Juvenile Rheumatoid Arthritis, Scleroderma and Lupus Too?

Wow, rheumatoid arthritis (RA) an infection? This idea has been around since the 1950s when the sulpha drug sulfasalazine was developed to deal with the possible infection that caused this painful and debilitating disease. Since the 1950s, a range of heavy-duty medications that have serious side effects have been used to control the rampant symptoms that RA can bring upon its unfortunate sufferers. This includes children, who can contract ‘Juvenile Rheumatoid Arthritis’ (JRA) also known as Juvenile Idiopathic Arthritis (JIA). Idiopathic means ‘no known cause’.

It doesn’t make sense that healthy adults and children get literally ‘struck down, by rheumatoid arthritis. Turns out that the idea of a bacterial cause of RA is still alive and well – and people treated for it are getting better.

I was looking because a patient, a 28-year-old mother of two, had severe, galloping RA. She was on a long list of cortisone and chemotherapy medications, which were barely keeping her joint pain and hand deformities under control. Nothing I prescribed for her helped either. It just didn’t make sense to me that otherwise healthy children and adults, out of the blue, are struck down by RA. So onto the internet I went. It wasn’t long before I found a book called ‘The New Arthritis Breakthrough’ by Henry Scammell. Sure, so many book titles promise solutions, I thought, but I bought it anyway.

Henry Scammell, the author, tells the remarkable story of how a Doctor Thomas McPherson Brown pioneered the world’s first effective treatment that addressed the cause of RA. Doctor Brown worked with Albert Sabin, (developer of the polio vaccine) at the Rockefeller Institute before World War II, and isolated a bacteria-like substance from the joint fluid of a woman with arthritis. Using this knowledge he successfully treated over 10,000 patients who had arthritic diseases, using antibiotics. His success was not well received, and so the treatment did not become widely used. It was only after Doctor Brown’s death that his theory became scientifically verified in the 1990’s. It’s all in the book, but since then, a group of patients have set up a website called The Road Back Foundation which explains everything about this treatment, the scientific evidence, information to take to your doctor, compelling testimonials and a patient forum. It’s a pretty good one-stop-shop.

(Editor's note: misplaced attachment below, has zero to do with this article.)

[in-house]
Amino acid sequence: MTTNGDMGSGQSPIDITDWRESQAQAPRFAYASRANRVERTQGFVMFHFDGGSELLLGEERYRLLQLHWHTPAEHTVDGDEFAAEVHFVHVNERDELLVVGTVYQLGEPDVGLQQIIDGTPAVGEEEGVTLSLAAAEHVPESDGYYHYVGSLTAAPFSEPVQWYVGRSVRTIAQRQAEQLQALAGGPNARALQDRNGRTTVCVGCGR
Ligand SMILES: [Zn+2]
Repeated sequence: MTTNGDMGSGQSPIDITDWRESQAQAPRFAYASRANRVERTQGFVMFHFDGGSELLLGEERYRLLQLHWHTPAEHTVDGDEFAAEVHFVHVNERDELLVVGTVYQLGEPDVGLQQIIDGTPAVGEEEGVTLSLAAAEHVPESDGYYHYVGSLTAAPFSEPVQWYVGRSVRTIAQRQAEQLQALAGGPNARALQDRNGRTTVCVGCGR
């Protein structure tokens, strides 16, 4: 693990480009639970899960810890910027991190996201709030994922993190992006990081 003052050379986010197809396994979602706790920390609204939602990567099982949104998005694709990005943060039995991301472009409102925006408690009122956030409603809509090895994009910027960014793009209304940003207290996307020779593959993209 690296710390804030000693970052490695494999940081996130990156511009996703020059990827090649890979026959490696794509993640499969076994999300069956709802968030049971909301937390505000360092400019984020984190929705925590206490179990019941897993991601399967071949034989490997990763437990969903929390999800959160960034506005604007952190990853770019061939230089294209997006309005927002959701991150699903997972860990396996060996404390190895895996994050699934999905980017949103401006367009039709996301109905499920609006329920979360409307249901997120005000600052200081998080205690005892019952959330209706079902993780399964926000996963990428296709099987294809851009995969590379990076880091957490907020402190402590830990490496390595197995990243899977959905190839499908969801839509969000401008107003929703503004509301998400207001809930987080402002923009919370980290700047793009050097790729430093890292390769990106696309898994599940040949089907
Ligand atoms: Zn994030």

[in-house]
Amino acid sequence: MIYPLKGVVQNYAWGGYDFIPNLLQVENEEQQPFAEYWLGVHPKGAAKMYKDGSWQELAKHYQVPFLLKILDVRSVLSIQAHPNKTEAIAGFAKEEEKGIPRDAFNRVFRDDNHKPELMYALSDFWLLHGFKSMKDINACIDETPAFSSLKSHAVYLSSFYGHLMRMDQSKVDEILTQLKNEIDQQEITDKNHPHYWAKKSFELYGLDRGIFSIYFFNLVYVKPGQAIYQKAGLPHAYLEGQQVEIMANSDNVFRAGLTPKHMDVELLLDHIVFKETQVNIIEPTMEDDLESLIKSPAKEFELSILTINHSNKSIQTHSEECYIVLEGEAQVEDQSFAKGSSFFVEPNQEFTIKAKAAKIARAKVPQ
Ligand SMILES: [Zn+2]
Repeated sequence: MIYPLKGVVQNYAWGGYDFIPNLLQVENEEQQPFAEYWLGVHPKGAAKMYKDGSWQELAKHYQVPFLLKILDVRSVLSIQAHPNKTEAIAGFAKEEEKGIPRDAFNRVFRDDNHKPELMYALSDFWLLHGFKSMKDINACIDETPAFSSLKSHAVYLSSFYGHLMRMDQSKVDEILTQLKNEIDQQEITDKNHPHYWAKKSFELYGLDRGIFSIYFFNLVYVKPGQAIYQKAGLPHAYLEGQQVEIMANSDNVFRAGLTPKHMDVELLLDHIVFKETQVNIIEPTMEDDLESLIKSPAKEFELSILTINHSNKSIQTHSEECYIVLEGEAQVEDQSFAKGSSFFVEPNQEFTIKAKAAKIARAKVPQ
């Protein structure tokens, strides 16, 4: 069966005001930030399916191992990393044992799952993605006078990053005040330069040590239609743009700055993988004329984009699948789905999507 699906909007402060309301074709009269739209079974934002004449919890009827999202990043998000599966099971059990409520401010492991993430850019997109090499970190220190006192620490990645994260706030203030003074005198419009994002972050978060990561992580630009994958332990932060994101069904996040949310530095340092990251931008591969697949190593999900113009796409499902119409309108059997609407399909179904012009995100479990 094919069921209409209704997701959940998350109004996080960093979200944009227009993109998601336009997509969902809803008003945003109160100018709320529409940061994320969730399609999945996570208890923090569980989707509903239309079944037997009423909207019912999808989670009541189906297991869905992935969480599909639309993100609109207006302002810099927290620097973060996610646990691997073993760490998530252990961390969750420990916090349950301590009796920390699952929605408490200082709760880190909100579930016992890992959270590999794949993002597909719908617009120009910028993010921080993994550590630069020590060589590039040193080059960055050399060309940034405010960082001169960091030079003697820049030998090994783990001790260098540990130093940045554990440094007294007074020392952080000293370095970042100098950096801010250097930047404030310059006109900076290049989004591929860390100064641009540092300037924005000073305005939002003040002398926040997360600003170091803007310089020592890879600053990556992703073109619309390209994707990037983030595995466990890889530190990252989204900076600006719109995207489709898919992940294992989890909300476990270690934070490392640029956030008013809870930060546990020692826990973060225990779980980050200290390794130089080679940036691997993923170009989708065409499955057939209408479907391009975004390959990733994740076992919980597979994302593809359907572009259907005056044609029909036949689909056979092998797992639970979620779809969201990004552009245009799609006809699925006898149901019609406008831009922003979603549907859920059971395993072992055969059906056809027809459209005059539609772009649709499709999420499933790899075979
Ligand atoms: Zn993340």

One lady I spoke to had a daughter with scleroderma who saw the website and thought: “Yeah, sure” and carried on looking, but then came back to it and had her daughter successfully treated. Scleroderma is a life-threatening connective tissue disease, so she is delighted that her daughter is able to lead a normal life now.

Sadly, this relatively safe treatment is not well known or received among the world’s rheumatologists and the most likely treatment RA sufferers receive are medications that have serious side effects – especially when taken long-term.

If you are newly diagnosed, or tired of cortisone and methotrexate, antibiotic therapy might be something worth considering. The book has stories in it of people who were able to stop taking the heavy-duty drugs and maintain well on antibiotic treatment.

As far as I’m concerned, The Road Back Foundation is a real find – the tricky part is finding a doctor who is prepared to use this treatment for you, but there is help for that too.

Autoimmune DiseaseRheumatoid Arthritis & Connective Tissue DiseasesAntibiotics for Rheumatoid ArthritisCause of Rheumatoid arthritisJRA treatmentRheumatoid arthritis a bacterial infectionWhy do kids get JRA?